I am satisfied with my life, students, colleagues. I have never felt that because I am a woman, I am not being asked to do something. Once there was a joint meeting of two academies, and I heard a voice in the hall: “How can you bring entomologists from abroad when you have Lobzhanidze from Georgia?” I have nothing else, it’s all for me. It’s good that women are appreciated, especially now.
Elene Lortkipanidze — medical physicist, 24 years old
In my school years I thought that I did not understand technical subjects, and so I could never imagine that I would pursue physics. Everything changed when I started preparing for my school physics exams with a private teacher, Leah Gamzardia.
Leah was not only my teacher but in many ways my mentor, it was always a pleasure to work with her. She showed me both physics and science in general from a completely different angle.
After a year of preparation I decided to make physics my specialty, in particular medical physics. In this choice for me, one important factor was the opportunity to help many people every day, both in diagnosis and in therapy, and this is what I like.
Medical physics is one of the most important and rapidly developing areas of modern medicine and science. It serves to prevent, diagnose and treat diseases using the laws of physics.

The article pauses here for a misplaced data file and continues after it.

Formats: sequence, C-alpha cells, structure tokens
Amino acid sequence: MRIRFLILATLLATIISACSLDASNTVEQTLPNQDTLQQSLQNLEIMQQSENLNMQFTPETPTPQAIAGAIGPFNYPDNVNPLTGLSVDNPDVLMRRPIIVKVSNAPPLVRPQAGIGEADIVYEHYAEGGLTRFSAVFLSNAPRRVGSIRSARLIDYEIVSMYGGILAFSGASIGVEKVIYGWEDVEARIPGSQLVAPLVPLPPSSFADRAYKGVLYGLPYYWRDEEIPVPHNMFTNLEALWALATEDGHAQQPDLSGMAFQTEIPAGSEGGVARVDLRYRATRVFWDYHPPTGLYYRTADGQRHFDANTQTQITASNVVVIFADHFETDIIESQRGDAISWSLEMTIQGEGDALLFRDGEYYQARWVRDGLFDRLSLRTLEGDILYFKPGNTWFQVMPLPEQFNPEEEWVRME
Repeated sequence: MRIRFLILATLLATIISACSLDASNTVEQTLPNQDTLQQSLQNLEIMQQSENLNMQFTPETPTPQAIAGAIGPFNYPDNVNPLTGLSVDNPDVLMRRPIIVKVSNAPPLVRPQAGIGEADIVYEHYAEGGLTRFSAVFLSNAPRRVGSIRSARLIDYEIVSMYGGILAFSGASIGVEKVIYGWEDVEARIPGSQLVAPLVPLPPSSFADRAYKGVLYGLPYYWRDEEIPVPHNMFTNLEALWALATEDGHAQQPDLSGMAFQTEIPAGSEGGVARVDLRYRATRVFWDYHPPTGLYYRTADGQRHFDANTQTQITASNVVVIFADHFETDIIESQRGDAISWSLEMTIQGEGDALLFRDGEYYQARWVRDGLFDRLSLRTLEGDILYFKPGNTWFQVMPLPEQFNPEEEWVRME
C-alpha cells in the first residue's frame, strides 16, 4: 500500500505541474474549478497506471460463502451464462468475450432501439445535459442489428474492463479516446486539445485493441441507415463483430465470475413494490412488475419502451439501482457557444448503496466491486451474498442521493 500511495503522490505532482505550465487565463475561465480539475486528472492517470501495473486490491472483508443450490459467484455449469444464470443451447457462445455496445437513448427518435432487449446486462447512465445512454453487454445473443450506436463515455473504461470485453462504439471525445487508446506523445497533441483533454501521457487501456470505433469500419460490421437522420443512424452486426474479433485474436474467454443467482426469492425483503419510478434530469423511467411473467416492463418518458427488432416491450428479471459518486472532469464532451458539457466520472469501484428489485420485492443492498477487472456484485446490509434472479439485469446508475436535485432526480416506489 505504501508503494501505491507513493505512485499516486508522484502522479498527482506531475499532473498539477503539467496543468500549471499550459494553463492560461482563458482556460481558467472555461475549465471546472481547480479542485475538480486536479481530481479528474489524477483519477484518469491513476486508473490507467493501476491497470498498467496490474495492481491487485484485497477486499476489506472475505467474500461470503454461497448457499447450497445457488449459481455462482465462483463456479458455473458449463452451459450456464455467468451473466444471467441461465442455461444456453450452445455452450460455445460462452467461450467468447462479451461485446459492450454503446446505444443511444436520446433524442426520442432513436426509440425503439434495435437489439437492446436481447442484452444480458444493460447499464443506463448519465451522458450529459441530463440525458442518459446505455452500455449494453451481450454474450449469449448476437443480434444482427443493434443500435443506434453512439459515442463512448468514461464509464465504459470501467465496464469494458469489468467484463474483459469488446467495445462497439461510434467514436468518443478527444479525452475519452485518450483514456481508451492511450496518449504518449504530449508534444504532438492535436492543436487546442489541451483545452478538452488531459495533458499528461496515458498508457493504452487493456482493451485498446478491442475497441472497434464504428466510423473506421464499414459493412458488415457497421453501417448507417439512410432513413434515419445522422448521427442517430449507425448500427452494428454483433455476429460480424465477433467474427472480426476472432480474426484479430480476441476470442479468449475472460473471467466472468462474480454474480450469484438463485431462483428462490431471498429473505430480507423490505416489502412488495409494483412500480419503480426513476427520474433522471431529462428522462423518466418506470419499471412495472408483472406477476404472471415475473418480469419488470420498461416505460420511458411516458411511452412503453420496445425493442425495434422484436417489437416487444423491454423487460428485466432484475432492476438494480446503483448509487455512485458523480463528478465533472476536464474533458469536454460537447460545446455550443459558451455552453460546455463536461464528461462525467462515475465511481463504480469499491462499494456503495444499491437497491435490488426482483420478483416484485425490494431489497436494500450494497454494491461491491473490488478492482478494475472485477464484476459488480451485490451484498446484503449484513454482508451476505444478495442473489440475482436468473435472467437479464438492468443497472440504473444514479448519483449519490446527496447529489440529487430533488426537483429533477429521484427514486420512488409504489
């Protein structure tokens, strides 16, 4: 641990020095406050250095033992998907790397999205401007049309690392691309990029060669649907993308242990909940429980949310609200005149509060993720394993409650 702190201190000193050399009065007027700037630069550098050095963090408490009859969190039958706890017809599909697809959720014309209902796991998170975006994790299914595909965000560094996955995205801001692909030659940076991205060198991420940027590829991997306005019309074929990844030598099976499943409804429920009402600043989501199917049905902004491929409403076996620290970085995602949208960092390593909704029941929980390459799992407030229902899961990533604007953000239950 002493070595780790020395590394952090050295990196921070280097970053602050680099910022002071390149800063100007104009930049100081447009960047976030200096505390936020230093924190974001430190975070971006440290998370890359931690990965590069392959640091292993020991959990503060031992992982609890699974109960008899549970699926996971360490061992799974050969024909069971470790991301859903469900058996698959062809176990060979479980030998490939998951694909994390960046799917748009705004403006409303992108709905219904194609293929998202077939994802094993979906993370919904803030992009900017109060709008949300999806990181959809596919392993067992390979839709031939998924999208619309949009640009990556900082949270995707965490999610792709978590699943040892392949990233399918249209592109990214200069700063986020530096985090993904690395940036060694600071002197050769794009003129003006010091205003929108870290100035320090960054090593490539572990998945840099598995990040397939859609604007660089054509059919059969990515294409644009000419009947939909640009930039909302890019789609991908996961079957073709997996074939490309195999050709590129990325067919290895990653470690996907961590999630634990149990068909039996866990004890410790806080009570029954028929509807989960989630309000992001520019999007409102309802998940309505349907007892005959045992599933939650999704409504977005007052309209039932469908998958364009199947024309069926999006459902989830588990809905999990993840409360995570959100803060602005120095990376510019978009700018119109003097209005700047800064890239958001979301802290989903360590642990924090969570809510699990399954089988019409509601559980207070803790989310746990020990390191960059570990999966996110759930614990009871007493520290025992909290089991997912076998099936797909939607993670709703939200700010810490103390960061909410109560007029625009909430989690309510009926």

My professional clinical experience is in the curative/therapeutic area we call radiotherapy. Radiation therapy is used to treat cancer, tumor formations are irradiated with ionized radiation. This particular therapy is highly effective because the radiation beams can damage the DNA of tumor cells, causing them to die. This treatment process is carried out by protecting healthy tissues around the tumor with the highest precision, which excludes their damage.
My first, so to speak, serious step in this field was the victory in the Maria Skladowska-Curie program of the International Atomic Energy Agency. This is an organization that ensures the peaceful use of atomic energy in various fields of science and establishes the rules for nuclear and radiation safety.
In 2020, this organization announced a worldwide project to encourage and support young women scientists. The lecturer pushed me to send the papers. About a month later, I received a positive response and became one of the young women scientists from around the world who received funding to study at the headquarters of the International Atomic Energy Agency. Now I am preparing for this one-year internship in Austria, which means a year full of training and new experiences at the Department of Radiation Medical Physics and Dosimetry with the world’s leading medical physicists.
I think the situation with gender equality both in the world and in Georgia is improving day by day. Girls are already boldly choosing technical areas, and the stereotype that science is only a male field is gradually disappearing.
Of course, this does not mean that on the path of professional development you will not meet people who still believe in gender stereotypes, but in such situations it is more important how ready you are to face this situation. You must believe in yourself, be purposeful, and someone’s personal opinion should not stop you on the path to self-realization.